There is a significant amount of debt to be refinanced in the next two months. Just to put this in perspective, Italy’s Nov 29 auction which was widely reported only saw a total of EUR7.5b refinanced at a yield greater than 7%. However, Italy has to refinance EUR320b of debt in 2012 with about a third of the debt due for refinancing in 1Q2012 alone. (This is how significant it is and it’s only from Italy…)
Wild card – response from credit rating agencies
Last week, Standard & Poor's (“S&P”) put 15 out of 17 Eurozone countries on negative outlook. (Two Eurozone countries are not placed on negative outlook because Greece already has a junk CC-rating and Cyprus was already on downgrade watch!) The response from S&P and other rating agencies remains a wild card as ratings downgrade remains possible.
Implementation is key
Europe has announced several comprehensive plans before but it almost always falters when it comes to implementation. More details have to be ironed out on the implementation on the fiscal compact. Firstly, it is uncertain how binding the compact will be for member countries. Secondly, who has the rights to enforce the measures remains a question mark. Thirdly, as details are ironed out, it may be possible that countries which initially accepted the compact may have second thoughts of joining (this “back and forth” is not unheard of in Europe).
Secondly, according to Citigroup Research, to ensure the smoothness of the ESM, Article 136 of the EU treaty may have to be changed to align with German constitutional court but this change has to be ratified by all 27 EU member countries. In addition, all the 17 euro members have to ratify the ESM framework agreement and 90% of the EMS’s capital have to be committed. Given the “slow response time” of the Euro members, ESM may not be up and running by mid 2012.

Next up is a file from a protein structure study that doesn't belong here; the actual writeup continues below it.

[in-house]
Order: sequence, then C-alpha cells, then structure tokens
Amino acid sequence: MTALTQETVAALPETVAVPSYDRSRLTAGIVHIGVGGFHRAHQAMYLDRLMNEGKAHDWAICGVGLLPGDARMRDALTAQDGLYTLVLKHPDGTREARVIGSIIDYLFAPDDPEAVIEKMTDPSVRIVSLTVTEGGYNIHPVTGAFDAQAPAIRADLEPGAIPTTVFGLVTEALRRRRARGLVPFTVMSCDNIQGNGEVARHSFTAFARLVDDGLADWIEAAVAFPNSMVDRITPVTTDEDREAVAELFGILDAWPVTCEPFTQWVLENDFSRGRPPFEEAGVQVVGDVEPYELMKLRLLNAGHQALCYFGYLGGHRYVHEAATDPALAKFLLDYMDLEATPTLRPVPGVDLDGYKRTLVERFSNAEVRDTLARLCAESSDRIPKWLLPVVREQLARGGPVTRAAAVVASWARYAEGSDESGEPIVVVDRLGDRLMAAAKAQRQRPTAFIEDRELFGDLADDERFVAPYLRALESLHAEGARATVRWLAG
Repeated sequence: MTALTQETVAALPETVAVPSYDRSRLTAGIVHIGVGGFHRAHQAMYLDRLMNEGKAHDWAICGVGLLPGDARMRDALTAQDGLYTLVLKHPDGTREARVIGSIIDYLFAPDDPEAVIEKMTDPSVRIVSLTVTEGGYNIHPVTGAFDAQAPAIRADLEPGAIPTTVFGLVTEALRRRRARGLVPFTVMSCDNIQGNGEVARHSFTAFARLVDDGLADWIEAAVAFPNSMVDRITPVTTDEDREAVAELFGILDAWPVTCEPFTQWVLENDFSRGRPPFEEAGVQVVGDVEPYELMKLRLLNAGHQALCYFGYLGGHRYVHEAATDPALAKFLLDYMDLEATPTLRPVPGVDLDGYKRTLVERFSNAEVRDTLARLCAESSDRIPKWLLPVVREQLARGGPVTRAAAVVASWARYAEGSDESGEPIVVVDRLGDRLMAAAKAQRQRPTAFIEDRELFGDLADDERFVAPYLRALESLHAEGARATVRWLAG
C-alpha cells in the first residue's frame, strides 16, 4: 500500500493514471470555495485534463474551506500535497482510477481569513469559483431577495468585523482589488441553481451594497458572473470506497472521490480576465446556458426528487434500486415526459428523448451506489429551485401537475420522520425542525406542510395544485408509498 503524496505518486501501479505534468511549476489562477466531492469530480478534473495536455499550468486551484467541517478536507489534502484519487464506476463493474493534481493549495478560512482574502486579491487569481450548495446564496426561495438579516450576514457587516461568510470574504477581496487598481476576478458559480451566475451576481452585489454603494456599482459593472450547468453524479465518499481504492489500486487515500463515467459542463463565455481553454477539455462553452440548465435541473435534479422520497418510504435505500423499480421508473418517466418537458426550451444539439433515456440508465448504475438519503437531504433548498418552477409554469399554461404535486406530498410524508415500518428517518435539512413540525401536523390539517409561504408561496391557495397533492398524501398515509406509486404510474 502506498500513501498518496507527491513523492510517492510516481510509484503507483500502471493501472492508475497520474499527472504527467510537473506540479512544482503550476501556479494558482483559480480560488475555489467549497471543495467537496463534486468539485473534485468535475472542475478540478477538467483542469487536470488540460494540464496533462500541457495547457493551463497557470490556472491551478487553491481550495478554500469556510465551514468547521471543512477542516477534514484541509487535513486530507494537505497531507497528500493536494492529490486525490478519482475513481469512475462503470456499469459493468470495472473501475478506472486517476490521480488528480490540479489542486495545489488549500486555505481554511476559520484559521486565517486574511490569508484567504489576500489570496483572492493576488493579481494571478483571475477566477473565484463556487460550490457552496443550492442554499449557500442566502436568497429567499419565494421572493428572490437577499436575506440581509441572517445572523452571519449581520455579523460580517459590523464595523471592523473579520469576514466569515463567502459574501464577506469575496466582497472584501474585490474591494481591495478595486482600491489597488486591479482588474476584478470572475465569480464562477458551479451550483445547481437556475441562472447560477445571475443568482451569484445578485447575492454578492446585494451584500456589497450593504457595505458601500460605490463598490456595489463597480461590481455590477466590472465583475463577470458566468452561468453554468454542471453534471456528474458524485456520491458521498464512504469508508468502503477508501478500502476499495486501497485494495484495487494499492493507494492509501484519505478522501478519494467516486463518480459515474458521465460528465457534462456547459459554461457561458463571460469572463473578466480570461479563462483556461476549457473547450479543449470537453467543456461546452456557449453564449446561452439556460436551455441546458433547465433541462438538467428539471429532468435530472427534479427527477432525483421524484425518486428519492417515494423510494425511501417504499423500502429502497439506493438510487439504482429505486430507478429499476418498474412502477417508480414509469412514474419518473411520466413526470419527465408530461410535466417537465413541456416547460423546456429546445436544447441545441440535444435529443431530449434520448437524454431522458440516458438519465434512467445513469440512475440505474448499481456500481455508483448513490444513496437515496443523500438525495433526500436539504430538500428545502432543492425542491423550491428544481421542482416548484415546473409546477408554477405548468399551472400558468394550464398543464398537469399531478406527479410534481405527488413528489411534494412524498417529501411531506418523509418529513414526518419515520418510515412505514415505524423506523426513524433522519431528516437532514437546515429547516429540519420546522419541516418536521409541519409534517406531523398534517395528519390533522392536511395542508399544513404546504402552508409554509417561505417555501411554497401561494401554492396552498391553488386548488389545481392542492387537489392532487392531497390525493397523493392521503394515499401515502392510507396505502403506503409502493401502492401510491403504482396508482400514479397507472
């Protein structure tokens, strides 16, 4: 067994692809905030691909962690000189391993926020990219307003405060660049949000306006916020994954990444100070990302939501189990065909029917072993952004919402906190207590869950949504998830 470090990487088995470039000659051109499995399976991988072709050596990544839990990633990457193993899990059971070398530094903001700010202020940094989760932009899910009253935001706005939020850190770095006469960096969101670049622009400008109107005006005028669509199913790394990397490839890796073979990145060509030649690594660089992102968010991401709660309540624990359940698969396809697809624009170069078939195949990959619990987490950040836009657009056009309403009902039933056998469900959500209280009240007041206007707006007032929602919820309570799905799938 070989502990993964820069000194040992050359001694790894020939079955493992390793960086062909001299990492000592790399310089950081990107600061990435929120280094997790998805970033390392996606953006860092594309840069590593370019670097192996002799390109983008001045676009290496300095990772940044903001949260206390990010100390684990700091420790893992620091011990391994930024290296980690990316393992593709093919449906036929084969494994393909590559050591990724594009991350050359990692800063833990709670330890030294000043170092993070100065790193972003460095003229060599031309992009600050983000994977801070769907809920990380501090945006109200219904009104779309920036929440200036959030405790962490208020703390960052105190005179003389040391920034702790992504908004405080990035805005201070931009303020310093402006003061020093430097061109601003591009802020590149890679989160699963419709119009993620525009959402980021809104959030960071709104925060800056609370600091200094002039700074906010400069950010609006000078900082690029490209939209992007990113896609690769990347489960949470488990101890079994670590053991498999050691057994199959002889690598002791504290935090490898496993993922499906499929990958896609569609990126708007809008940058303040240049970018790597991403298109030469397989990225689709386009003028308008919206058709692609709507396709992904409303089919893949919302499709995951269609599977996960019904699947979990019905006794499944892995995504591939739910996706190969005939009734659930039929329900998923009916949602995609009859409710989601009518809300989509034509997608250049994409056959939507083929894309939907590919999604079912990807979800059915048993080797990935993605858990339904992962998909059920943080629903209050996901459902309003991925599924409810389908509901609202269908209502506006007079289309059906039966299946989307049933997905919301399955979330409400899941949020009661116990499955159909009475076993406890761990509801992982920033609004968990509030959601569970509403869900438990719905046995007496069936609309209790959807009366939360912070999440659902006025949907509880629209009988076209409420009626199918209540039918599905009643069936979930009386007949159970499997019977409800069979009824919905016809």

EU Summit may spark aid from G20 through IMF
The move (European leaders making bilateral loans to IMF) may raise the probability of obtaining aid from Group of 20 (“G20”) nations. Previously, G20 nations were reluctant to help Europe as they felt that Europe was not doing enough to resolve their own debt problems. According to Brazilian Finance Minister Guido Mantega, Brazil may arrange something with Russia, India and China to aid Europe. Mexican central bank Governor Agustin Carstens also offered its aid.
Conclusion: Europe crisis may worsen first before it ameliorates
In the near term, it is likely that the ECB may have to step up its bond buying program perhaps in 1Q2012. This is because notwithstanding the measures announced via the EU Summit, it is unlikely these measures (which may deliver long term benefit) can solve the near term problem of high bond yields stemming from the lack of confidence in Europe.
The “avalanche” of refinancing needs in the next two months likely indicates that the crisis could worsen (before it ameliorates) and the ECB would then finally be compelled to enact further measures such as hiking its bond purchases. Furthermore, given the spotty track record of the Europeans, it is unlikely that the measures outlined by the EU Summit can be carried out seamlessly which would exacerbate the lack of confidence in Europe.